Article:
RALEIGH — Organizers of the “Moral March on Raleigh” last weekend said more than 80,000 people marched through the city center, protesting legislation passed by the General Assembly last year.
The number matters. Turnout has become an important yardstick by which political protests and rallies are judged. In this case, it’s even built into the name of one of the rally’s organizers, the Historic Thousands on Jones Street People’s Coalition.
“The emotions of the event and the stands being taken are hard to measure,” said Stephen Doig, a journalism professor at Arizona State University who has done crowd estimates and written about them. “Something that can be measured is the size of the crowd.”
But it is almost impossible to get a number on which everyone can agree. Organizers of events have every incentive to inflate the numbers, and there’s often not anyone else to provide an independent estimate. Raleigh police stopped doing crowd estimates more than a decade ago, said spokesman Jim Sughrue.
Doig counted crowds at Glenn Beck’s “Restoring the Honor” rally in 2010 and President Barack Obama’s 2008 inauguration, both in Washington. He said organizers and supporters at both events inflated the crowd estimates.
It is “absolutely human for event organizers to over-inflate attendance and for critics to underestimate the numbers,” he said.
The "Moral March" started shortly after 10:30 a.m. at the intersection of South Wilmington and South streets and continued along a six-block route that included one block on Davie Street before ending at the top of Fayetteville Street. By 11:50 a.m., three blocks of Fayetteville Street were filled with a continuous procession of marchers, while at the starting point many more stood waiting to begin.
Peter Anlyan produced a crowd estimate for the march’s organizers. Anlyan, a Durham-based corporate consultant who formerly worked as a television producer for Capitol Broadcasting Company and as a general manager with the Durham Bulls, has been responsible for the behind-the-scenes logistics for the Historic Thousands on Jones marches since they began in 2007.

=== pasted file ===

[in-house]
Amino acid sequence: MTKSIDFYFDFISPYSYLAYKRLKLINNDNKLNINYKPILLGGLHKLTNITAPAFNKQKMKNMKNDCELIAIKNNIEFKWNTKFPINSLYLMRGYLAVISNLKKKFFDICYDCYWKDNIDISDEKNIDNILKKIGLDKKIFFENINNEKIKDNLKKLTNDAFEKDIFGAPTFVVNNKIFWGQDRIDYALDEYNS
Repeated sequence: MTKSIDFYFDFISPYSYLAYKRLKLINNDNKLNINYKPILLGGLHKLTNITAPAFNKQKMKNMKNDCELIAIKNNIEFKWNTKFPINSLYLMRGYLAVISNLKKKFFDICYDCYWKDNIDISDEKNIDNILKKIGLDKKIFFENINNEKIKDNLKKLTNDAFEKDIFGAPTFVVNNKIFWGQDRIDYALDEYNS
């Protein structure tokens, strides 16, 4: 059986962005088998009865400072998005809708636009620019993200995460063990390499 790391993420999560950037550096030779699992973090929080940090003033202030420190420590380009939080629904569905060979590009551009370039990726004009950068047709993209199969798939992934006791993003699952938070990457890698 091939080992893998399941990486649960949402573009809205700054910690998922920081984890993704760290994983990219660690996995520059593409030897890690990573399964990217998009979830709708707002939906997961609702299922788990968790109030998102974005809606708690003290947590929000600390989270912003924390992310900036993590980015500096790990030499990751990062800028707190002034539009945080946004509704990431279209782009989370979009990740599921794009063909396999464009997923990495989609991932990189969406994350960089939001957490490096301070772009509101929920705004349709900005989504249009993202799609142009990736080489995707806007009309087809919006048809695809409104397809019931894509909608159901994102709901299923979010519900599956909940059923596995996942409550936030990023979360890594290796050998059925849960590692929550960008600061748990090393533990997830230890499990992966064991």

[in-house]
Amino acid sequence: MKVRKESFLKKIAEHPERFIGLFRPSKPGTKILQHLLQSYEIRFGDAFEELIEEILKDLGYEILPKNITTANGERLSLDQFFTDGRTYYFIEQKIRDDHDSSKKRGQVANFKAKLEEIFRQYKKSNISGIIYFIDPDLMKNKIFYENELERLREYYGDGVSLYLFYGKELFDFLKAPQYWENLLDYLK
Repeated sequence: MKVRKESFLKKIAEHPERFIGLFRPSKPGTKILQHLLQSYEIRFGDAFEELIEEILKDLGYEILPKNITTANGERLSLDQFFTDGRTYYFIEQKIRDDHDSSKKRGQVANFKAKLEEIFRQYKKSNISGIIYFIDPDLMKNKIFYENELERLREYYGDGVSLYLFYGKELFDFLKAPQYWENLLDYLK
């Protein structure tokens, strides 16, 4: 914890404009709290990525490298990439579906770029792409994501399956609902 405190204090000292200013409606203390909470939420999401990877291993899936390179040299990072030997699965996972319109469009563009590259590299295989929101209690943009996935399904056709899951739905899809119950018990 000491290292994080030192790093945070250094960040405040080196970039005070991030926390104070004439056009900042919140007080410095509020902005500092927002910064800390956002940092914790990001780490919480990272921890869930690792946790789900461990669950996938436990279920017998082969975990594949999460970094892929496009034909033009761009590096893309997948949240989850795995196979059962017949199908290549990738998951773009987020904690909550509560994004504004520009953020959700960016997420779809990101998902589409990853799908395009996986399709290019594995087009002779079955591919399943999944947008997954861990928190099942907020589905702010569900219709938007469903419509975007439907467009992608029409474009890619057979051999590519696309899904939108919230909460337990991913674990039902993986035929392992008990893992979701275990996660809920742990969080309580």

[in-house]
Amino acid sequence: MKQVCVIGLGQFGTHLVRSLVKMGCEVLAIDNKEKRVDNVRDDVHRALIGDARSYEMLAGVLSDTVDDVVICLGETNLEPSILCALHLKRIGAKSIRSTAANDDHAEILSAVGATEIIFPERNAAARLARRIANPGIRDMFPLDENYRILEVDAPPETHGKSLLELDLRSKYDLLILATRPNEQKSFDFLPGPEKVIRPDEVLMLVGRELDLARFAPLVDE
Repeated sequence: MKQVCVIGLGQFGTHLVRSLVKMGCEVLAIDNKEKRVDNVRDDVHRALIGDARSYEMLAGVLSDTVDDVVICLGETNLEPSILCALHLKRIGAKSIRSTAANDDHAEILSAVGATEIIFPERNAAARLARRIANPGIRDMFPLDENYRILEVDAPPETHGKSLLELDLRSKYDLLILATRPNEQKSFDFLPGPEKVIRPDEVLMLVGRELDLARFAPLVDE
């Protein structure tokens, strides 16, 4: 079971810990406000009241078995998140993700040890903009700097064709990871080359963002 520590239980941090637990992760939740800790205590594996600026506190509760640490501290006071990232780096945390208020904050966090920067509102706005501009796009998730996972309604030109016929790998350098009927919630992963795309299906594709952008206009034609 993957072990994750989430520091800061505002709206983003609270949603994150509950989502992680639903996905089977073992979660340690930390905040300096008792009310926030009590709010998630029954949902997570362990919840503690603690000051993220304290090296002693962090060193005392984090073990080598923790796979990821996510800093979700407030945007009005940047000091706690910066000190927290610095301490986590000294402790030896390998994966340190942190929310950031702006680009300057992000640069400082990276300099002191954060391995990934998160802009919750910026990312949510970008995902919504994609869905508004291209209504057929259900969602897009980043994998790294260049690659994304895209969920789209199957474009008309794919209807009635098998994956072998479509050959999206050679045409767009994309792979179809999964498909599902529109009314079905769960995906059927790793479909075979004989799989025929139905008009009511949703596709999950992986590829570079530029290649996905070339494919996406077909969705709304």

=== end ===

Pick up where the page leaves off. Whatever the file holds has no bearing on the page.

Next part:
Anlyan called his number of 70,000 to 80,000 “a guess-estimate.”
“It’s not official in anyway,” he said.
Anlyan noted that there were three to four times as many tour buses as there had been at previous rallies. He also worked closely with Raleigh police during the march’s planning stages and, anticipating a large turnout, asked them if Fayetteville Street could handle 60,000 people.
“The police said there are 80,000 to 90,000 people at First Night on Fayetteville Street with fair rides, game booths and vendor booths, so there shouldn’t be a problem,” he said. “We had all people, with no booths or games.”
Anlyan said three blocks of Fayetteville Street, downtown’s main street, were filled with marchers. He calculated that the street was filled at nearly four-fifths its capacity, meaning 50,000 to 60,000 people were on the street.
At the same time, Anlyan noted that there were rally participants on the State Capitol grounds, on Morgan Street and in parking decks. He said the parking lot that spilled off Fayetteville Street onto Lenoir Street, as well as the lawn of the Duke Energy Center for the Performing Arts and Shaw University campus, were filled with thousands of people, even after the march began.
Anlyan said that 45 minutes after the march began, people were still waiting to get started.
“I was flabbergasted at the number of people still waiting,” he said. “Flabbergasted and delighted.”
But some critics of the march say Anlyan’s estimate is way too high. Dave Burton of Cary and Joey Stansbury of Raleigh have both attended N.C. Right to Life marches in downtown Raleigh since the late 1990s and said last weekend’s "Moral March" barely exceeded 2,000 and did not have as many participants as the Right to Life march on Jan. 18.
Burton got his hands on an aerial photo of the march and blew it up. He counted 1,000 people.
“Typically in an aerial shot you get half of the people who were there,” he said.
Stansbury said he attended several of last year’s Moral Monday marches and gave the organizers credit for “producing larger and larger crowds.”
“I don’t know where they got the number that 80,000 people were there,” Stansbury said. “It’s kind of silly to think that many people were out there.”
What experts said
The News & Observer sent photos of the "Moral March" on Raleigh to Doig and to Butch Street, who works with the U.S. National Park Service in Denver and counts crowds for a living. Street has 34 years experience that includes President Obama’s 2008 inauguration and the 1995 Million Man March.
Doig and Street both looked at the march route and used Google Earth to measure the length and width of the streets where the event took place. They said density levels of the crowd throughout the procession was a factor, along with the width of the streets and sidewalks and the length of the march route.
Doig estimated a crowd of 14,000 to 15,000 people.
“That’s assuming the entire six blocks were full,” he said.
Street looked at the photos from the march and said, “There were a lot of people out there, no question.”
His estimate? Between 15,000 and 20,000.
Anlyan was skeptical of obtaining an accurate crowd count using still photos of the event, which don’t capture the movement of people over time.
“I can’t believe anyone came up with 15,000 to 20,000,” he said.